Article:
06:31 GMT14 August 2020
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    Whitehall is seeking to enlist three "resilience advisors" to facilitate "EU exit readiness and response support to local preparedness" in the case of a no-deal or negotiated departure. Successful applicants would be expected to, in conjunction with emergency services, "prepare for, respond to, and recover from civil emergencies of all types".

    The listing, posted by the Ministry of Housing, Communities and Local Government, offers up to US$66,000 (£50,000) for a trio of recruits for a period of nine months, ending June 2019 — but there is the "possibility of extension or permanence".

    The roles are part of the Ministry's Resilience and Emergency Division (RED), which "works closely with local responders", including the police, the fire and rescue service, local authorities and others, in "mitigating the effects of any disruption resulting from the implementation of Brexit".

    The Division's priorities are listed as:

    "Be Ready — help places to identify for themselves risks they face and manage and mitigate those risks including through development of policies and capabilities; Respond — manage the impact of risks that materialise for major local or national emergencies including operating a 24/7 liaison officer service to local responders and provide a 24/7 information service on the impact of emergencies and their management; Recover — manage recovery from major emergencies where MHCLG is identified as the lead government department."

    Flashing Red

    The news is likely to exacerbate widespread existing public worries about the uncertain impact of Brexit. In July, it was announced the government was drawing up plans to stockpile blood supplies and medicines in case of a no-deal Brexit, with Health Secretary Matthew Hancock stating he'd met with industry leaders to discuss building up NHS reserves of vaccinations and other medical supplies if Britain exits the European Union without a deal in place. Likewise, Brexit Secretary Dominic Raab confirmed preparations were being made to stockpile food, to ensure an "adequate food supply" in the country in case negotiations fail.

    Britain's Secretary of State for Exiting the European Union Dominic Raab delivers his keynote address to the Conservative Party Conference in Birmingham, Britain, October 1, 2018.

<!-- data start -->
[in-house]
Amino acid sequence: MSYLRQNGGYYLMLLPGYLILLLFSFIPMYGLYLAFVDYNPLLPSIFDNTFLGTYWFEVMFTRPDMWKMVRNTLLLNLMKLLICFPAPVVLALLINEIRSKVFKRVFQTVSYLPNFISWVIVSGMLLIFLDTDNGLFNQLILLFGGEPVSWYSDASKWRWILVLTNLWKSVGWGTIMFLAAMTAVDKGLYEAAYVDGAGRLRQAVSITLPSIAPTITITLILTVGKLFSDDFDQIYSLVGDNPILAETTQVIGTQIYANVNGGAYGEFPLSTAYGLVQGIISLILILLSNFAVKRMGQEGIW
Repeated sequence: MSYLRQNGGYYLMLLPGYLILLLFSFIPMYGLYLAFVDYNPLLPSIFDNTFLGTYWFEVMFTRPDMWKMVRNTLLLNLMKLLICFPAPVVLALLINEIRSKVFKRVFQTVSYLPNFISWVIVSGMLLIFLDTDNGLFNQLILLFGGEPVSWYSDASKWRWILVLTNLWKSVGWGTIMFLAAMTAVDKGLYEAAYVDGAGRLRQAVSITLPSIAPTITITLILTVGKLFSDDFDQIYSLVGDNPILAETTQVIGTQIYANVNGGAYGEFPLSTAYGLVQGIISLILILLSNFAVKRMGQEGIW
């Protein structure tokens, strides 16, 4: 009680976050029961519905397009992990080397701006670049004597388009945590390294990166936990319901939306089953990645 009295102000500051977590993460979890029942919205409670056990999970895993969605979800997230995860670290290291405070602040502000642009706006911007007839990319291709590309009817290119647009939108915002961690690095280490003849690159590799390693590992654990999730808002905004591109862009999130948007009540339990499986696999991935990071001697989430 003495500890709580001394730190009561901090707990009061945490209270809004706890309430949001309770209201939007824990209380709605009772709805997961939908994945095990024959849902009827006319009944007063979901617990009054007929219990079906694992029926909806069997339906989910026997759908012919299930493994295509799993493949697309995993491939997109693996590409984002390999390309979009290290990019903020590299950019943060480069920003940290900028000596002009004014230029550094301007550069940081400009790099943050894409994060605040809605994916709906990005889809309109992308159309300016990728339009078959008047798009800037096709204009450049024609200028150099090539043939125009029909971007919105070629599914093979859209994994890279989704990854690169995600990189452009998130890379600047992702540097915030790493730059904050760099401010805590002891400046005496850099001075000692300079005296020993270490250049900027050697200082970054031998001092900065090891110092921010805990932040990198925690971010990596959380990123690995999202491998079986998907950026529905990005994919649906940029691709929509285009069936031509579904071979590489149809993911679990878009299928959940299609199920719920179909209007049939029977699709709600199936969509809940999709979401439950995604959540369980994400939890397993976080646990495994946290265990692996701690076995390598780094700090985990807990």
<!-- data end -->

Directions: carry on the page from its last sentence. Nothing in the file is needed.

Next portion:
© REUTERS / Toby Melville
    Britain's Secretary of State for Exiting the European Union Dominic Raab delivers his keynote address to the Conservative Party Conference in Birmingham, Britain, October 1, 2018.
    Speaking to Parliament's health committee, Hancock said the government wished to avoid a no-deal Brexit.

    "I am confident it can be avoided…but any responsible government needs to prepare for a range of outcomes. Since I have arrived in the department, I've asked this work to accelerate and met with industry leaders to discuss it. We are working right across government to ensure the health sector and industry are prepared and people's health will be safeguarded in the event of a no-deal Brexit," he added.

    Similarly, in September leaked National Police Co-ordination Center documents revealed police were drawing up contingency plans in the event a no-deal Brexit leads to shortages of goods, food and medicine and produces widespread civil disorder. The plans mention the "real possibility" of calling on military assistance and preventing officers taking leave around March 2019, when the UK is set to withdraw.

    The document also warned of traffic queues at ports, and "unprecedented and overwhelming" disruption to the road network, a sizeable rise in theft, EU police officers losing their legal right to carry a warrant card — which would potentially affect 750 officers in the Metropolitan Police alone — increased data costs hitting the budgets of forces which rely on mobile communication, and civil disruption potentially lasting for three months either side of the March 29 exit date.


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